- Kelvingrove Park
- Kelvingrove Art Gallery and Museum

The Scotland Guide
© David Williams


The museum has a large, tall hall in the centre with wings on either side; in both wings, the ground floor has large windows for lighting exhibits and the first floor has no windows as the upper galleries are top-lit. The southern facade has two towers and a massive porch over the broad flight of steps to the main entrance.

The building`s northern side has two tall towers and a smaller central tower over the porch. The porch is the most important feature of this side and it shelters the building`s main statue, the bronze sculpture St Mungo as the Patron of Art and Music (George Frampton). The city`s patron saint, St Mungo (with crozier in his hand) is flanked by female figures representing Art (with a book) and Music (with an organ). Above this group is a relief sculpture The British colonies saluting the arms of Glasgow and the porch`s two sides are decorated with Industries of Glasgow at the court of Mercury (east side) and Love teaching harmony to the arts (west side); these three reliefs are also by George Frampton. Higher up, there are carvings representing three great Greek artists: Pheidias (sculptor), Ictinus (architect) and Apelles (painter).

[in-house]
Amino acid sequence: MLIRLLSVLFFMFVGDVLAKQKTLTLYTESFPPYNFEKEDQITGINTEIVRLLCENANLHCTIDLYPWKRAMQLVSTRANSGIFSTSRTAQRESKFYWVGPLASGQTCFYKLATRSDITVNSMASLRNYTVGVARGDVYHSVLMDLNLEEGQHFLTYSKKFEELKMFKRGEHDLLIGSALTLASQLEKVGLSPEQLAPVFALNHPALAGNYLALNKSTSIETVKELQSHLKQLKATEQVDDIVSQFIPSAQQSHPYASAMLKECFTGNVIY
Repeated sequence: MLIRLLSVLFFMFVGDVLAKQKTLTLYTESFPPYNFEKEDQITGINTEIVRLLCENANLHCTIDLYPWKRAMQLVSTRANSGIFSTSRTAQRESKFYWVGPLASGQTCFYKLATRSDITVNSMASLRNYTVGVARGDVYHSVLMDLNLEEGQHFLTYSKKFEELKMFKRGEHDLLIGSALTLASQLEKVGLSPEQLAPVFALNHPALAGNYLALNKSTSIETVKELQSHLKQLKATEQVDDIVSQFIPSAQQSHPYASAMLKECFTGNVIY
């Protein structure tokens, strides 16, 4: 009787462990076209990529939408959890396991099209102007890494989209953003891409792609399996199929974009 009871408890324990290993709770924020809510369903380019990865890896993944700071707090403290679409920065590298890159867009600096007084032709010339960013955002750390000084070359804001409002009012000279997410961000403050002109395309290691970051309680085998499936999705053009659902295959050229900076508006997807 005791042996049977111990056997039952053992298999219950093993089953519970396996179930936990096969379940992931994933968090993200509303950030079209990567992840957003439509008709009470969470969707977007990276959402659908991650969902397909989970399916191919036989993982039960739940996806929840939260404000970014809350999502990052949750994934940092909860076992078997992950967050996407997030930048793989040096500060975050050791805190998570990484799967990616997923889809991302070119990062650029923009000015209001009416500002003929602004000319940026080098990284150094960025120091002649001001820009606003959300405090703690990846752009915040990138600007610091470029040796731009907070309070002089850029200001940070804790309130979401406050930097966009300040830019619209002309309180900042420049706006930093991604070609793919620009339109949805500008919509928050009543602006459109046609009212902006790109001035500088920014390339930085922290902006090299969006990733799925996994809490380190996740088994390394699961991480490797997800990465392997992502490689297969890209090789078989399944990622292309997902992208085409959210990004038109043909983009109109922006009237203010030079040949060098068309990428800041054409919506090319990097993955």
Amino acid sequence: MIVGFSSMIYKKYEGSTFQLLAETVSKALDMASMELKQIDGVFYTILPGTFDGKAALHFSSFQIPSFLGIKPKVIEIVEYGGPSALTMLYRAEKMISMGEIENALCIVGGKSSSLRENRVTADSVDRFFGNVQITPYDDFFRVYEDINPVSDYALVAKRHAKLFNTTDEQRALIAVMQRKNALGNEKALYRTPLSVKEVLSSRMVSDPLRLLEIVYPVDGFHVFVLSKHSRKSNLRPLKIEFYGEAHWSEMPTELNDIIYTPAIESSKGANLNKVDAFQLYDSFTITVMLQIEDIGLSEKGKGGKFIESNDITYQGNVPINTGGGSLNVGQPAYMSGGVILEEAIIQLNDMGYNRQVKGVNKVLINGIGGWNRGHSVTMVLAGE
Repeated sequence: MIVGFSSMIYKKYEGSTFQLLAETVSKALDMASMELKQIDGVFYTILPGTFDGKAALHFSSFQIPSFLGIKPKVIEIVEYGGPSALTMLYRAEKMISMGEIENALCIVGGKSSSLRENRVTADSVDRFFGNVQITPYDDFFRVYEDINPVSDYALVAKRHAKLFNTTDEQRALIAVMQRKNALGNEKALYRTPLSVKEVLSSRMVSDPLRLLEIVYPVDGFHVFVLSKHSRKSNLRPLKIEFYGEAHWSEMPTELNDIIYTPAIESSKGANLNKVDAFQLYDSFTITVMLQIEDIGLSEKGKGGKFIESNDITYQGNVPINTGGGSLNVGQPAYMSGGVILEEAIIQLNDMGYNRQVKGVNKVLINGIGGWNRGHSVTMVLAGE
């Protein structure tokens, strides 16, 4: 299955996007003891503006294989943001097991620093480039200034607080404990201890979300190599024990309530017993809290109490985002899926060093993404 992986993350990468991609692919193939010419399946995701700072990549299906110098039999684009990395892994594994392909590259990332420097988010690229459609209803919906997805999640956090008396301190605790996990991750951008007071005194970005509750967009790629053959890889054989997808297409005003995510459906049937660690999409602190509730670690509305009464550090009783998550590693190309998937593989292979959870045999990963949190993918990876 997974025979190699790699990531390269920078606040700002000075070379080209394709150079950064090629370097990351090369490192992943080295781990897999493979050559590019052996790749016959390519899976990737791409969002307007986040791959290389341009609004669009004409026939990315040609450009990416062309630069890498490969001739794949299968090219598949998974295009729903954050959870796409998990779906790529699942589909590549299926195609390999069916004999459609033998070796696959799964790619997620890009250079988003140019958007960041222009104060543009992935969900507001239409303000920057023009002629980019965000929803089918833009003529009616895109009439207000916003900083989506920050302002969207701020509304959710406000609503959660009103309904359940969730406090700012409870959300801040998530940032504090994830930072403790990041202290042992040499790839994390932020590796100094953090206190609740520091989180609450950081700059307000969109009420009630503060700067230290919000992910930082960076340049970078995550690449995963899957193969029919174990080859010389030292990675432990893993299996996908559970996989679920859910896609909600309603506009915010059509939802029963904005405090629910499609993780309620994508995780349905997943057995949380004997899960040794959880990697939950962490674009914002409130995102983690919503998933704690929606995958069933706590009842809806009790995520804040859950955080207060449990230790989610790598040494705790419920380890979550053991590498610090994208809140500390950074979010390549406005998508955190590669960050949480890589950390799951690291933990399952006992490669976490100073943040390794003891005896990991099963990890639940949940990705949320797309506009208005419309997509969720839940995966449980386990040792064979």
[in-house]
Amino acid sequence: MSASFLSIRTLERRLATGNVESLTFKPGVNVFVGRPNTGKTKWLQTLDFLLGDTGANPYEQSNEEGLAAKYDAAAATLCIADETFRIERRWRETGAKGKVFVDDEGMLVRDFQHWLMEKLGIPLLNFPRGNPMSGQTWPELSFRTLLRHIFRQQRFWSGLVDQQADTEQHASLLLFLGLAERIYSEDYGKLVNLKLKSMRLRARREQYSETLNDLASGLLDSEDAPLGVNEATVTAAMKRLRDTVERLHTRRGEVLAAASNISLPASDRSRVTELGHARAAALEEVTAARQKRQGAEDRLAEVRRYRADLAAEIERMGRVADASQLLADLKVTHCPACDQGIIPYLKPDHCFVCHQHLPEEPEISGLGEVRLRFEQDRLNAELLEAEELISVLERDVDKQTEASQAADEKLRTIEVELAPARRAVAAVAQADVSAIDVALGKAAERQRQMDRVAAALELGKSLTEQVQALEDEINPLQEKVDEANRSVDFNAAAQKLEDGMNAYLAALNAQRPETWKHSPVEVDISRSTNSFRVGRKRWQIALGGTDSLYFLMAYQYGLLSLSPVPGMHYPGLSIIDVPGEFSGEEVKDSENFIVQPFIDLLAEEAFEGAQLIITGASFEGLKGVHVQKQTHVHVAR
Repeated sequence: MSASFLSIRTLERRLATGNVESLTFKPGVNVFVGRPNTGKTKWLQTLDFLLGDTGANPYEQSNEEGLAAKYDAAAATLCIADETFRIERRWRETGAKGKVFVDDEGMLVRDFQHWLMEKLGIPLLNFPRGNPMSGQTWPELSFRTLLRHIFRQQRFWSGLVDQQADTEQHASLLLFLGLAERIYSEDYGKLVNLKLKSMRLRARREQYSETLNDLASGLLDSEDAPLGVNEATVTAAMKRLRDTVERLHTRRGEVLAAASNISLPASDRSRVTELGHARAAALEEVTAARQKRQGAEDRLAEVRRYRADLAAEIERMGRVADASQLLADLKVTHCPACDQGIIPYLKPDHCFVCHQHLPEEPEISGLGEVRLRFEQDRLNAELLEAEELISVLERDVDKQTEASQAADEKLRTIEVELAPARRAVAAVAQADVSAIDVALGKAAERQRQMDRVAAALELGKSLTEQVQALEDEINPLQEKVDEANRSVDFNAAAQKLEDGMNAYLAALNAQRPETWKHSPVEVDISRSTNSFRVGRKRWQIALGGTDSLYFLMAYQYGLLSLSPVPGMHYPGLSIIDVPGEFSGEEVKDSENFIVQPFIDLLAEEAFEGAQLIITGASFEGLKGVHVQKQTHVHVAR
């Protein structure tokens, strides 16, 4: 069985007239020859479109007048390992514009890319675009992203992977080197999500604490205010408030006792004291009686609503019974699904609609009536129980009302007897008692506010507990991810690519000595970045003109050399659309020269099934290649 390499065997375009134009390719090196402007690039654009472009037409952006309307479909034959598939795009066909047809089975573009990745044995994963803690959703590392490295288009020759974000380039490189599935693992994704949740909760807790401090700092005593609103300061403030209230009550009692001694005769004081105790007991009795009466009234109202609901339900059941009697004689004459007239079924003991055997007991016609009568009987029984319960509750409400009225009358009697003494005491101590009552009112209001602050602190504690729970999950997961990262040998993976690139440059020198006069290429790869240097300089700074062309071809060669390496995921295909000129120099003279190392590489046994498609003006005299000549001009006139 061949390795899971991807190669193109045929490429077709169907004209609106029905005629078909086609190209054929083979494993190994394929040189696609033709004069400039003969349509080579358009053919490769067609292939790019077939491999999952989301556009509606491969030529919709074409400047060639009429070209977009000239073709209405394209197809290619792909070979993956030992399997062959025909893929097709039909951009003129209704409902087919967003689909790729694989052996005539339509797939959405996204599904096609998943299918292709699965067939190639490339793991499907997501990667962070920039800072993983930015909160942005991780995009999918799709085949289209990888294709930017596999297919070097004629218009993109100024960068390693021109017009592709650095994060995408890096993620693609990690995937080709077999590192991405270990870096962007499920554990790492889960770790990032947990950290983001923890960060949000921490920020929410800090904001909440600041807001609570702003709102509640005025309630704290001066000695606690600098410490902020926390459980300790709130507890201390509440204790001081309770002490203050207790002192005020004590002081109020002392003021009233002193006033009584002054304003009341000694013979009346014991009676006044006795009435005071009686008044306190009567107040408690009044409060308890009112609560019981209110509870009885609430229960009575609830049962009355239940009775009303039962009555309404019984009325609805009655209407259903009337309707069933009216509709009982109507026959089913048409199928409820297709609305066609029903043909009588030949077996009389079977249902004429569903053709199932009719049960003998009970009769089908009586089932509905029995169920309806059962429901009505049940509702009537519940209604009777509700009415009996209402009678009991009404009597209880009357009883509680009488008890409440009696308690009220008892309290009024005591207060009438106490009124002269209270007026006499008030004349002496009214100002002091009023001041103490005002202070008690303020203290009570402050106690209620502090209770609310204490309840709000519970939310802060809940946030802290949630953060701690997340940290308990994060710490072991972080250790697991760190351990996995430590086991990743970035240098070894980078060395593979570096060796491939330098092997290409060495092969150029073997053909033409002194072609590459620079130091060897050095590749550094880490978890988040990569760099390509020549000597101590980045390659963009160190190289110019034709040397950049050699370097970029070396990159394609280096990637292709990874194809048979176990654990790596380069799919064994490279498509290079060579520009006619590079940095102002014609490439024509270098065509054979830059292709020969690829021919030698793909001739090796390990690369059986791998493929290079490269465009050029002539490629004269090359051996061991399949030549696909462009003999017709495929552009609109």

A smaller tower on the left has sculptures entitled Music (with a violin) and Architecture (with a tapered column) while the tower on the right has Sculpture (with a mason`s hammer) and Painting (with brushes, palette and a painting). These four (by Francis Derwent Wood) are part of a collection of eight similar sculptures around the building. On the north-east corner is Religion (by Johan Keller); she holds a model of a ship and points heavenward. On the south-east corner is Literature (by Edward George Bramwell); she wears a wreath and holds an open book and a quill. On the south-west corner is Science (by William Birnie Rhind); he is resting his elbows on the arms of a chair and nearby are books and a globe. On the north-west corner is Commerce (by Aristide Fabbricci); she wears a helmet and holds a model of a ship`s hull.

In addition, the building`s sides are engraved with the names of various great artists (in chronological order) below which are the coats of arms of the Scottish counties (in alphabetical order). Apart from all these sculptures, there are many other sculptural details which are quite delightful.

Back to the main description of the building.

This article is based on the guidebook "The Glasgow Guide".

This rooftop statue represents Literature; she wears a wreath and holds an open book and a quill.

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